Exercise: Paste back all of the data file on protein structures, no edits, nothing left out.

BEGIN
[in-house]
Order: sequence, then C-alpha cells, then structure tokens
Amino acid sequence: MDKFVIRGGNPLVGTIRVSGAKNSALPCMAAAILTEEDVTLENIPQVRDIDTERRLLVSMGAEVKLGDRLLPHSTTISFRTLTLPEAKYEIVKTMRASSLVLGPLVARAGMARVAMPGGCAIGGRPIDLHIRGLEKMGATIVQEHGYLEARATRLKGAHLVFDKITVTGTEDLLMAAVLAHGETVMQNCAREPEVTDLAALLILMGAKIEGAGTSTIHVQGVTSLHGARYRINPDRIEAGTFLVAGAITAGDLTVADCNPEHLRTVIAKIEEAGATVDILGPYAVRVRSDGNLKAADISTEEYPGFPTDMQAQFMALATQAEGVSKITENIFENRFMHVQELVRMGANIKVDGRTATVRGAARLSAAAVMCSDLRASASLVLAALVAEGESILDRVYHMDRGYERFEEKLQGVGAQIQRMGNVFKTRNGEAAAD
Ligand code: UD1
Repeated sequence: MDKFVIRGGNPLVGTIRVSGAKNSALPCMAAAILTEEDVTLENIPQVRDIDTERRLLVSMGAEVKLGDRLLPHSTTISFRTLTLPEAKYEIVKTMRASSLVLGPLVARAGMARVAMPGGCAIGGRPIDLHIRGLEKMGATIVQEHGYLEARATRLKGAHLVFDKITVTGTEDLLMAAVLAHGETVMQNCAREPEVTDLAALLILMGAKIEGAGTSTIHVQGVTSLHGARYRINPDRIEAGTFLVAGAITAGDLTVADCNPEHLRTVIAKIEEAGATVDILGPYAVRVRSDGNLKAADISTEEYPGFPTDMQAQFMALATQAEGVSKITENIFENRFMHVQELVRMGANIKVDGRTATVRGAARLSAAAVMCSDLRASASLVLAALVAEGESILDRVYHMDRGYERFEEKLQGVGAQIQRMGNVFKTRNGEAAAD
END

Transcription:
[in-house]
Order: sequence, then C-alpha cells, then structure tokens
Amino acid sequence: MDKFVIRGGNPLVGTIRVSGAKNSALPCMAAAILTEEDVTLENIPQVRDIDTERRLLVSMGAEVKLGDRLLPHSTTISFRTLTLPEAKYEIVKTMRASSLVLGPLVARAGMARVAMPGGCAIGGRPIDLHIRGLEKMGATIVQEHGYLEARATRLKGAHLVFDKITVTGTEDLLMAAVLAHGETVMQNCAREPEVTDLAALLILMGAKIEGAGTSTIHVQGVTSLHGARYRINPDRIEAGTFLVAGAITAGDLTVADCNPEHLRTVIAKIEEAGATVDILGPYAVRVRSDGNLKAADISTEEYPGFPTDMQAQFMALATQAEGVSKITENIFENRFMHVQELVRMGANIKVDGRTATVRGAARLSAAAVMCSDLRASASLVLAALVAEGESILDRVYHMDRGYERFEEKLQGVGAQIQRMGNVFKTRNGEAAAD
Ligand code: UD1
Repeated sequence: MDKFVIRGGNPLVGTIRVSGAKNSALPCMAAAILTEEDVTLENIPQVRDIDTERRLLVSMGAEVKLGDRLLPHSTTISFRTLTLPEAKYEIVKTMRASSLVLGPLVARAGMARVAMPGGCAIGGRPIDLHIRGLEKMGATIVQEHGYLEARATRLKGAHLVFDKITVTGTEDLLMAAVLAHGETVMQNCAREPEVTDLAALLILMGAKIEGAGTSTIHVQGVTSLHGARYRINPDRIEAGTFLVAGAITAGDLTVADCNPEHLRTVIAKIEEAGATVDILGPYAVRVRSDGNLKAADISTEEYPGFPTDMQAQFMALATQAEGVSKITENIFENRFMHVQELVRMGANIKVDGRTATVRGAARLSAAAVMCSDLRASASLVLAALVAEGESILDRVYHMDRGYERFEEKLQGVGAQIQRMGNVFKTRNGEAAAD